On 10:

[י] ויגל את האבן : כדי למהר להשקות צאן לבן, כדי שתמהר רחל ללכת לביתה ; והנה כשגלל האבן עשה הנאה לשאר הרועים, וע"י כן הניחו לו להשקות צאן לבן תחילה, ואולי ג"כ בראותם גבורתו פחדו מפניו והניחו לו לעשות.

Thus, Shadal interprets the pesukim to mean that there was no miracle here. The stone was big, but not that big. Two or three could lift it. The idea was that you would have a few there, so that no one shepherd would come and take all the water and waste it. When they said "we are not able," it meant that though they were physically able, they were unable because of the agreement with the other shepherd. Finally, perhaps the last shepherd who was to come was Rachel, and this is why he did it all by himself. And if he didn't ask if there were others yet to come, he acted appropriately since he was not himself bound by the stipulation, and furthermore for reasons of modesty, since a young girl should not have to wait among all those men.

Thus, while perhaps impressive that he lifted the stone, Shadal takes it out of the realm of a superhuman feat.

Yet, I see merit in Rashi's explanation, more in the line of peshat. What purpose was there to speak of this stipulation among them? Throughout, it seems to me to be a buildup to the great feat of strength at the end. (Perhaps not superhuman, but certainly exceedingly mighty.) The content of pasuk 3, about their agreement, was to explain the need for a heavy stone mentioned in pasuk 2. And in this context, "we are unable" in pasuk 8 is surely along the lines of what had been set up earlier. And in pasuk 10, the idea was not one of modesty, or fulfilling the agreement with the arrival of other/all the shepherds, or that he was not bound by the agreement. Rather, it is one of drama. He saw his relative, indeed his wife to be, and was struck, and this inspired him to near-superhuman action.

Compare with the drama of Rivka seeing Yitzchak and falling/descending off of the camel. And compare Yaakov's watering all the sheep with Rivkah's watering all of Eliezer's camels, well beyond the call of duty. (Just as that was an impressive feat, so too this was intended as an impressive feat in relation to the meeting of the other.) And compare to Moshe at the well, when he chases off all the other shepherds harassing the daughters of Reuel. Rashi's peshat fits well with the theme being developed, in my opinion. Shadal's has to many complications which take off of this main theme, even if it does minimize the "miracle." But that is a subjective judgment.

4 comments:

Anonymous said...

Does anyone note the similaries between Yaakov watering Rachel's flock and Rivkah watering Eliezer's camels?

Nachman said...

I always assumed that given that it wasn't superhuman, and that as Yaakov is described as good at weightlifting and wrestling, shepherding up all night, etc. nothing of which is described about Esav:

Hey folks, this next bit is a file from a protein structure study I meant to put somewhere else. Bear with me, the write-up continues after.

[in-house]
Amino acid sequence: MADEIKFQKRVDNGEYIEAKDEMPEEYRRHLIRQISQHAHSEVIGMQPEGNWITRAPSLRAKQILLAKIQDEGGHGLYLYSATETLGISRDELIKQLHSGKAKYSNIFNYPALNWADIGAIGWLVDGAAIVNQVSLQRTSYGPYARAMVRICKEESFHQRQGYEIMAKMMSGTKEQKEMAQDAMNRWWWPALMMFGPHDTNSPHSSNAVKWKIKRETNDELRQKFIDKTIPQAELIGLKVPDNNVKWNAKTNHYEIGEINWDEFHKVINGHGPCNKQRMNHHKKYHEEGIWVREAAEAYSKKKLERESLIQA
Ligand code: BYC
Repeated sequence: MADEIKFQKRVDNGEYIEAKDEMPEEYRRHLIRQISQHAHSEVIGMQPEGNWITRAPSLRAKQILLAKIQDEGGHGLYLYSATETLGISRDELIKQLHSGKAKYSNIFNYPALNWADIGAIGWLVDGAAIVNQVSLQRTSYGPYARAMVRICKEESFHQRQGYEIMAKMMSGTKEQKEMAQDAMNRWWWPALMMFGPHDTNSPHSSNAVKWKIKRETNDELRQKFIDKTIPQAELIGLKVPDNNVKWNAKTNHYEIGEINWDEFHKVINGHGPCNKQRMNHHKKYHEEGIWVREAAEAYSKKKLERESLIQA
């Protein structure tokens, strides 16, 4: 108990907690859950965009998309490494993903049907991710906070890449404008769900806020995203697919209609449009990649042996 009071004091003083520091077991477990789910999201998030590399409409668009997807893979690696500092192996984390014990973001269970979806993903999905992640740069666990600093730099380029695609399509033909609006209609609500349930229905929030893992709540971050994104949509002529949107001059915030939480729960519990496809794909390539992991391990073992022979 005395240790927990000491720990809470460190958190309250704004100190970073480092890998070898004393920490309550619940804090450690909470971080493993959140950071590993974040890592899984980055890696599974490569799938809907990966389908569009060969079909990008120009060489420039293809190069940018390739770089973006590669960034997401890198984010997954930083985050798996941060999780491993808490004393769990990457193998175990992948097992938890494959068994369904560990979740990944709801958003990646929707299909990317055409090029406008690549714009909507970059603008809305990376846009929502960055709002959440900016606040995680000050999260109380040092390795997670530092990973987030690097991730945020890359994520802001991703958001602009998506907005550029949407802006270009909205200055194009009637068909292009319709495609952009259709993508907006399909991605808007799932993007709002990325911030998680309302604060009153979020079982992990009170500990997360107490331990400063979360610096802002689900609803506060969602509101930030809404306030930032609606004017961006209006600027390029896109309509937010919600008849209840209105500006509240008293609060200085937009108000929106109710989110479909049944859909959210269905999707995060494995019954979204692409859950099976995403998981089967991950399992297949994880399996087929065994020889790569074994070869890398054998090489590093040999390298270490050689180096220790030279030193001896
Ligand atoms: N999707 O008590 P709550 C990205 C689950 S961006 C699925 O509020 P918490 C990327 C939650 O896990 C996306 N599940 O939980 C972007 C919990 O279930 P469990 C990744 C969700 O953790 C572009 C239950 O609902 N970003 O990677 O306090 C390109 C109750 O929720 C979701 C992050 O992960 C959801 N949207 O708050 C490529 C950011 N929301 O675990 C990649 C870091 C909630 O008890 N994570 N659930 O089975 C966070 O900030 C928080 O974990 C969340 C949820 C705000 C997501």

the unspoken irony is that the one who is really better at sports is Yaakov. He just chose not to major in being an ish sadeh. In point of fact Esav needs 400 men to fight Yaakov and some sheep.

nachman

Milhouse said...

If Rashi thought it was miracle, then how do we "know that he possessed great strength"? If he performed a miracle then we know nothing about his strength, which might have been perfectly ordinary, or even less than that. Since Rashi says his feat proved his great strength, it's obvious that he is saying more or less the same as Shadal, that Yaacov was stronger than an ordinary person, and was able to move a stone that it would take several normal people to move.

joshwaxman said...

I see what you are saying, and would consider it a legitimate interpretation, even though I would still disagree.

There is a difference between being very strong and being imbued with superhuman strength.

Just as Shimshon haGibbor's source of strength was miraculous. Lemashal, Bereshit Rabbati talks of Betuel running towards Eliezer to kill him with a sword, when he saw Eliezer lifting up his camels to place them elsewhere. This would show great strength, but I would say of a type lemaalah miderech hateva.

When Rashi says
ויגש יעקב ויגל -
כזה שמעביר את הפקק מעל פי צלוחית, להודיעך שכחו גדול:

there are actually two points in play. The first is that there were at least three shepherds there, and so he did an action which typically requires more than even these three.

The second point is that even with the multiple shepherds, they would have to roll גלל the rock off, because of its great heaviness. But what Rashi, and the midrash, are saying here is that since it says ויגל without the multiple lameds, it means revealed, or something along those lines, such that he lifted it straight up and moved it, with apparent ease. I would say that this exceeds the capacity of even a really strong human. Such that if it is telling us of his great strength, it would be divinely imbued strength.

The miracle is not to show us his great strength, BTW, but the irregularity in the pasuk is to tell you of the great strength he exhibited here.

Even if we say this was al derech hateva, there is still a difference between Rashi and Shadal. And that is that Rashi clearly states that the stone was so huge that 3 shepherds could not have possibly moved it. Meanwhile, Shadal says that the 3 shepherds certainly could have moved it, but they were bound by the agreement. Shadal would also presumably say that Yaakov rolled it off, rather than simply plucking it off.

Thus, even if al derech hateva, the extent of this feat is more within the realm of rational expectations, within Shadal's peshat.

KT,
Josh